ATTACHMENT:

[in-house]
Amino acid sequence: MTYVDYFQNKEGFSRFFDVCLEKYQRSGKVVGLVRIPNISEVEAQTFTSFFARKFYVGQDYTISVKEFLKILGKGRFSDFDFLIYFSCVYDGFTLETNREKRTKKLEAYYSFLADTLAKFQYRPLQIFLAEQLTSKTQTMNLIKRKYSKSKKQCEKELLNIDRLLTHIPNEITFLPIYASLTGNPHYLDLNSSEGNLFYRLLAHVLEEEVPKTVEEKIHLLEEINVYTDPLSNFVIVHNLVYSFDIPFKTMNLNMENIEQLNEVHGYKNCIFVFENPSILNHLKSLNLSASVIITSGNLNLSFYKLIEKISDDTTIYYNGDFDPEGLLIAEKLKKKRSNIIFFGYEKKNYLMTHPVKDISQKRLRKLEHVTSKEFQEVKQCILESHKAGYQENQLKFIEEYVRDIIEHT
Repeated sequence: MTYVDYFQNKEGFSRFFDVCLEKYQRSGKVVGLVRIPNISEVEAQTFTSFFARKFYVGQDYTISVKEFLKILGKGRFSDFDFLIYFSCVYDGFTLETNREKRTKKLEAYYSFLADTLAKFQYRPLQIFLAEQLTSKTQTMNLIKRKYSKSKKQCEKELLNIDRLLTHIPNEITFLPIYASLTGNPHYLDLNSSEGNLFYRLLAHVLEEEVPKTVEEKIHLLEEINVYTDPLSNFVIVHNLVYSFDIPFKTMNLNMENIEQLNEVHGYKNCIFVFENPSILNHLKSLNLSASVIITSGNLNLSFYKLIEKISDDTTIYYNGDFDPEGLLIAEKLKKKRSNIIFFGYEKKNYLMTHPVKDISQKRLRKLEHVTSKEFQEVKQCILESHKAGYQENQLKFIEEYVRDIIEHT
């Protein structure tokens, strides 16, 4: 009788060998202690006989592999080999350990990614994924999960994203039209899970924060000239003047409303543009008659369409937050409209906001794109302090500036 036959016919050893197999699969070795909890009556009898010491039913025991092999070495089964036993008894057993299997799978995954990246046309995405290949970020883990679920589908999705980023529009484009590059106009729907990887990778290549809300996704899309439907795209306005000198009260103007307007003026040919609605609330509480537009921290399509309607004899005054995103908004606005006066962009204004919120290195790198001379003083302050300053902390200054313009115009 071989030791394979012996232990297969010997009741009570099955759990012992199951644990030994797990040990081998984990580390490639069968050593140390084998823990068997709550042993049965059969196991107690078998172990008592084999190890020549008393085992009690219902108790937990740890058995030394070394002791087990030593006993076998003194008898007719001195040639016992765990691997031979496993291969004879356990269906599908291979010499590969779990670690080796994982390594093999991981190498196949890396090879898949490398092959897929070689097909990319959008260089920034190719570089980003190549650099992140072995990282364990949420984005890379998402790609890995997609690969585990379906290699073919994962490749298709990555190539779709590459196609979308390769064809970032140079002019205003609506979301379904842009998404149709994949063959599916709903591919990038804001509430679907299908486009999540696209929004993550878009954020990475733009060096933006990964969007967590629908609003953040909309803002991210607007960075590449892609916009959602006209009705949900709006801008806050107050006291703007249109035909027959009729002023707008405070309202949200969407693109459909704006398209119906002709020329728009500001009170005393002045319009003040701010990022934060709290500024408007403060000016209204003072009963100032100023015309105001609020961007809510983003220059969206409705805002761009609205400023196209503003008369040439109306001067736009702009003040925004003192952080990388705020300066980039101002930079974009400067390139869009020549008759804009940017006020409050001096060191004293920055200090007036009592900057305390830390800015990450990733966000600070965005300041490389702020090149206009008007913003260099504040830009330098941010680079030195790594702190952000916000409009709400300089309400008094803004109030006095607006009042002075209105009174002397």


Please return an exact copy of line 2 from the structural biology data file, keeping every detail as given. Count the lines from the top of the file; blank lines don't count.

Amino acid sequence: MTYVDYFQNKEGFSRFFDVCLEKYQRSGKVVGLVRIPNISEVEAQTFTSFFARKFYVGQDYTISVKEFLKILGKGRFSDFDFLIYFSCVYDGFTLETNREKRTKKLEAYYSFLADTLAKFQYRPLQIFLAEQLTSKTQTMNLIKRKYSKSKKQCEKELLNIDRLLTHIPNEITFLPIYASLTGNPHYLDLNSSEGNLFYRLLAHVLEEEVPKTVEEKIHLLEEINVYTDPLSNFVIVHNLVYSFDIPFKTMNLNMENIEQLNEVHGYKNCIFVFENPSILNHLKSLNLSASVIITSGNLNLSFYKLIEKISDDTTIYYNGDFDPEGLLIAEKLKKKRSNIIFFGYEKKNYLMTHPVKDISQKRLRKLEHVTSKEFQEVKQCILESHKAGYQENQLKFIEEYVRDIIEHT